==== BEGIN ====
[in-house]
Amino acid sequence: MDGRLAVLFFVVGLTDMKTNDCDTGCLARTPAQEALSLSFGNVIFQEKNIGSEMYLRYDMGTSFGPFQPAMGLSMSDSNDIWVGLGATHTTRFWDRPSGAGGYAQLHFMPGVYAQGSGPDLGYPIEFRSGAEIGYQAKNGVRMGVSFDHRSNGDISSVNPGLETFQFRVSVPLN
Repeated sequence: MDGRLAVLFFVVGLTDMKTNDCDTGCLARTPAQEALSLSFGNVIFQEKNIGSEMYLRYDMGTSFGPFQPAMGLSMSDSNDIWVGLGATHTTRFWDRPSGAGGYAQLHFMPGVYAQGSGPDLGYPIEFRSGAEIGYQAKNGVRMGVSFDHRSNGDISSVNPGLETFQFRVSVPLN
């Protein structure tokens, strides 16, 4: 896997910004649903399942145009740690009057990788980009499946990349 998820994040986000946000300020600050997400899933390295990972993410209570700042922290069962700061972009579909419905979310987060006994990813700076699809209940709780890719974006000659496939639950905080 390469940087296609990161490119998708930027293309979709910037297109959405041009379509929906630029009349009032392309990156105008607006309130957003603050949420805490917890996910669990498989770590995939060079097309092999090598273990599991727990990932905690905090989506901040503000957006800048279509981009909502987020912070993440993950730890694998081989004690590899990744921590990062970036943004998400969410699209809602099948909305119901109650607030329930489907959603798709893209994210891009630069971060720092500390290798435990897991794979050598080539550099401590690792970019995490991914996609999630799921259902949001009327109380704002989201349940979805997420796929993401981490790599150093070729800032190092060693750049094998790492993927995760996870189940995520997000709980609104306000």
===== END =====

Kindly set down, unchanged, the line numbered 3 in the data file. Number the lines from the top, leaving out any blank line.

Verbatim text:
Repeated sequence: MDGRLAVLFFVVGLTDMKTNDCDTGCLARTPAQEALSLSFGNVIFQEKNIGSEMYLRYDMGTSFGPFQPAMGLSMSDSNDIWVGLGATHTTRFWDRPSGAGGYAQLHFMPGVYAQGSGPDLGYPIEFRSGAEIGYQAKNGVRMGVSFDHRSNGDISSVNPGLETFQFRVSVPLN